That's a lot of miles outta a $200 mic...
     
  9. Costy

    Costy Guest

    JoeH and Midlandmorgan,

    Thanks a bunch. I have a pair of KSM27s. I don't have any
    particular complains. I think, they are pretty discent for instrument
    recording, but something is not there for recording vocals. I was
    thinking about AT mics, I guess now , I'm gonna get myself one of
    AT40xx.
    BTW, for acoustic guitars and Irish bouzouki I often use a pair of
    ATM33a (fixed charge SDC). I like them.
    Thanks again,
    Costy.
     
  10. Cucco

    Cucco Distinguished Member

    Not to simply echo the guys above, but I agree. I've used the Shure KSMxx series and rarely been impressed enough that I felt the need to blow the dough on them.

    Whereas, the KSMs seem to get more refined sounding the higher in number you go, you truly do get a different flavor with each of the ATs. The 4033's and 4047s are much more of a vintage sound and the 4040 and 4050 are just as clean as a transformerless mic should be. The 4060 is, in my opinion, the best tube mic to have been introduced in the last 50 years.

    I would draw an analogy to automobiles:

    Shure is like GM. Made in America, a decent workhorse, but by no means the prettiest or most efficient product. Many people use them and get great mileage out of them, while others just can't stand them.

    AT is kinda like a Honda. Made in Japan, everyone who owns one simply loves it and buys more. Everyone gets a great amount of mileage out of them and even their cheap stuff seems to exceed expectations.

    I guess that sums it up?!?! :?

    J...
     
  11. Costy

    Costy Guest

    Thanks Jeremy,
    Yea, you summed it up very well. I'd just like to point out that Ben
    was positive about KSM27s (my piano post).
    Costy.
     
  12. Cucco

    Cucco Distinguished Member

    I recall...

    That's not a big surprise. Ben and I differ in opinion over many a things, mics included. I would say his tastes are different than mine significantly, but he obviously gets great results. (Check out his web-page for some of his samples.) Of course, on that note, my web-page will be updated soon with fresh new samples as well. I think you'll see that, despite our differences in taste and methods, we can both produce good results. :cool:
     
  13. Costy

    Costy Guest

    That's cool (I checked your web sites). Maybe KSMs work better
    in LA and the AT-40xx in North Virginia ? Just kidding...
    Cheers,
    Costy.
     
  14. Well from what I've heard i Cannot WAIT to get ahold of a pair of Studio Projects C4's very natural sounding

    Here is a song recorded with one C4 no EQ and a little bit of reverb added

    I found it at the Pro Tools forum and was amazed, this is a live recording BTW

    http://s94545301.onlinehome.us/music/02_FallCreek.mp3
     
  15. I don't have time to read all the advice everyone has given you so far but I do hope someone mentioned ADK A51. It's a nice all round LD-condenser and very good value. (Here's a link to a random store carrying it. Go google!) It's a little over your budget but perhaps you can find a good deal somewhere?
     
  16. Cucco

    Cucco Distinguished Member

    I really hate to "poo-poo" anyone's recommendation, and please understand that I'm not trying to be difficult, but I owned a pair of A51s for a while - bought them right after they came out several years ago. (Only paid $199 a piece...)

    I disliked them so much that, after a years worth of use, I sold the pair for $75 and let the guy that bought them know that I thought I was ripping him off.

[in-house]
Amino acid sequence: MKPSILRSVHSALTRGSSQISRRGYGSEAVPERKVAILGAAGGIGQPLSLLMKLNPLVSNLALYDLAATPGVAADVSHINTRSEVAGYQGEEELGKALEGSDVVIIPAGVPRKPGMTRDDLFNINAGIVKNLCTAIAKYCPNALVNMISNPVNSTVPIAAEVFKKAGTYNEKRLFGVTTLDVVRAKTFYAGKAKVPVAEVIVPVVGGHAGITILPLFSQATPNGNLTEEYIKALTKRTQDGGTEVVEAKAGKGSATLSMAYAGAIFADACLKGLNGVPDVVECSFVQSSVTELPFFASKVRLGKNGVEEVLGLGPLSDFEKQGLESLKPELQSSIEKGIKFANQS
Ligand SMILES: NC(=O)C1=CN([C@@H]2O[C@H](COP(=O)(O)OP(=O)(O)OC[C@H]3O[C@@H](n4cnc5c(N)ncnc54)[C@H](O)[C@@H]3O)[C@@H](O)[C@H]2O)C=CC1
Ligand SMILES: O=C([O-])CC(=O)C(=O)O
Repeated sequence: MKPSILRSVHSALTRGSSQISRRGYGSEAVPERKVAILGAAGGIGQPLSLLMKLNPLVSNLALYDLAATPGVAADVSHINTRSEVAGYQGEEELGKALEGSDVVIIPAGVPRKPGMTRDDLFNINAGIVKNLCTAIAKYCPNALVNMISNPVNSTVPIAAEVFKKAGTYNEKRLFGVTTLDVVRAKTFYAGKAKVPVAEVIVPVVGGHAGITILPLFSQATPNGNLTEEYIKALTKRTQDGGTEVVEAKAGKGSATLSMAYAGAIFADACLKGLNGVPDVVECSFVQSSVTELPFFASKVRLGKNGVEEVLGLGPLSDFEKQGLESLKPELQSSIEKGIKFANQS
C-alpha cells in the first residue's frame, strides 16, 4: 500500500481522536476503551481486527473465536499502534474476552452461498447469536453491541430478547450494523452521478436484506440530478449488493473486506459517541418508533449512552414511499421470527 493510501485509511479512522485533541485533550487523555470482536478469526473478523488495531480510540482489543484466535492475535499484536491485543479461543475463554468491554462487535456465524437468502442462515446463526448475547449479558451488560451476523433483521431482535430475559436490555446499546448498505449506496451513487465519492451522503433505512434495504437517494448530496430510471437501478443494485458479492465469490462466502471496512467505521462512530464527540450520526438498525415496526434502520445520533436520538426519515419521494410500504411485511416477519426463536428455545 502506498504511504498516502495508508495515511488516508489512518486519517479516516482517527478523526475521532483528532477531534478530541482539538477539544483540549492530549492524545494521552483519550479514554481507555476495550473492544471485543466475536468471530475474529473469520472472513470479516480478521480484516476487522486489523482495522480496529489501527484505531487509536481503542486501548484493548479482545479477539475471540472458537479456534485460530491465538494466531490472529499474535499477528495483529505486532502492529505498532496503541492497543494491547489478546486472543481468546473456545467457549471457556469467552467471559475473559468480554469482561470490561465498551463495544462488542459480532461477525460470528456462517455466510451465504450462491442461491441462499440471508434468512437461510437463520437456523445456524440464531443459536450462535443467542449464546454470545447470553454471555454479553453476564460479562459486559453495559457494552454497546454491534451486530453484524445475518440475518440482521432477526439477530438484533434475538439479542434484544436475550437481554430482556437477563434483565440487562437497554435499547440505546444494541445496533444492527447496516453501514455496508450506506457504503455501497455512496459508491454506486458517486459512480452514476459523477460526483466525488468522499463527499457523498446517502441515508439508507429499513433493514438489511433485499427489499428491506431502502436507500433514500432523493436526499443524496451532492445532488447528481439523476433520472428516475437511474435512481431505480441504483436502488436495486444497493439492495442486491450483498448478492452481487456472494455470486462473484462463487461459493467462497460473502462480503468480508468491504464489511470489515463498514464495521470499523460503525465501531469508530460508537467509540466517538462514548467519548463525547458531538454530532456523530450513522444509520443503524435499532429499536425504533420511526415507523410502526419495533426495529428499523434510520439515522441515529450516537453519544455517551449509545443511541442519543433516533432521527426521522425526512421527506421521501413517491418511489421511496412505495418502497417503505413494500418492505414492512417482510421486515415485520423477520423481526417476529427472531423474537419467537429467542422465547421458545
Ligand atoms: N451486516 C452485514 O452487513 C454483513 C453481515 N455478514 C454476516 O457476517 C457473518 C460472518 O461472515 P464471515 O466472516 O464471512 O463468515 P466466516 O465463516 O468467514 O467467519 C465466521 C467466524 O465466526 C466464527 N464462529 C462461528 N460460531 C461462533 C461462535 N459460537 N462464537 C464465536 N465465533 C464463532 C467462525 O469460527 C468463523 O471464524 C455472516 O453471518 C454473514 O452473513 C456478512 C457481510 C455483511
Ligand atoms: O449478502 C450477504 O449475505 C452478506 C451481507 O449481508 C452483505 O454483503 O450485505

Again, sorry to be contrary, but I just didn't like these mics. Who knows, maybe they've changed in the past few years.

    J
     
  17. JoeH

    JoeH Well-Known Member

    You wont get any argument from me on the Studio Projects C4's. I own a pair, and love them for what they are: A great sounding pair of mics with switchable capsules (Omni & Cardioid). PERFECT for some things, albiet not QUITE as good as my KMi-84s, SM-81s, etc.

    For the cost you really cannot get a better deal. They're a great starter mic for someone looking to get into recording, or to have as a backup pair. (I have several piano playing clients who like to record at home now - they get a pair of these and a preamp/interface box like the MAudio F410 with a laptop or home computer and they're off to the races for a minimal investment.)

    They're good on a lot of instruments - including guitar.
     
  18. peteekstam

    peteekstam Guest

    Thanks everyone for your helpful comments. You have given me much more direction and clarity in my quest to find some good sounding mics in my budget....

    I think I'm leaning towards getting one AT-4050 and maybe a pair of the Studio Projects C4's. We'll see... slightly over my budget but I think doable.

    I'm going to try and test some of these out before I buy though...

    Thanks again everyone for being so helpful and responsive!!

    Pete
     
  19. freelight

    freelight Guest

    Okay... so I am at the very very very beginning stages of home recording. I'm at the point where my next step is to buy some better-than-crappy mics.

    how many more "very's" do you guys need? this guy doesnt want to know what $800 ribbon mic you like...

    look, just grab a simple 2 mic kit from CAD or ADK or the likes. Personally, i think the A-51 and CS-1 kit from ADK would facilitate you perfectly. It has a large diaphragm condenser along with a great sounding small diagphragm (lipstick) mic. If you're miking an acoustic you can set these 2 up for a great stereo recording. Point the smaller mic at the 12th fret and the larger one at the sound-hole, keep them the same distance away to keep them in phase with eachother...to power condenser mics you'll need a preamp with phantom power (48v supply to the microphone)...grab a relatively cheap preamp, maybe by DBX or Art or the likes...with some mic positioning and experimenting you'll sound great in no time...

    ..in regards to the other posts: it's all about lamens...keep it simple guys 8)

    good luck with the recording...
     
  20. DavidSpearritt

    DavidSpearritt Well-Known Member

    Endless debating of cheap mic use in ordinary acoustic conditions doesn't have much appeal, I must say. I hope this forum does not get weighed down by this.

    Its seems the inevitable destiny for many discussion groups on the net. <rec.audio.pro> is now completely and utterly useless.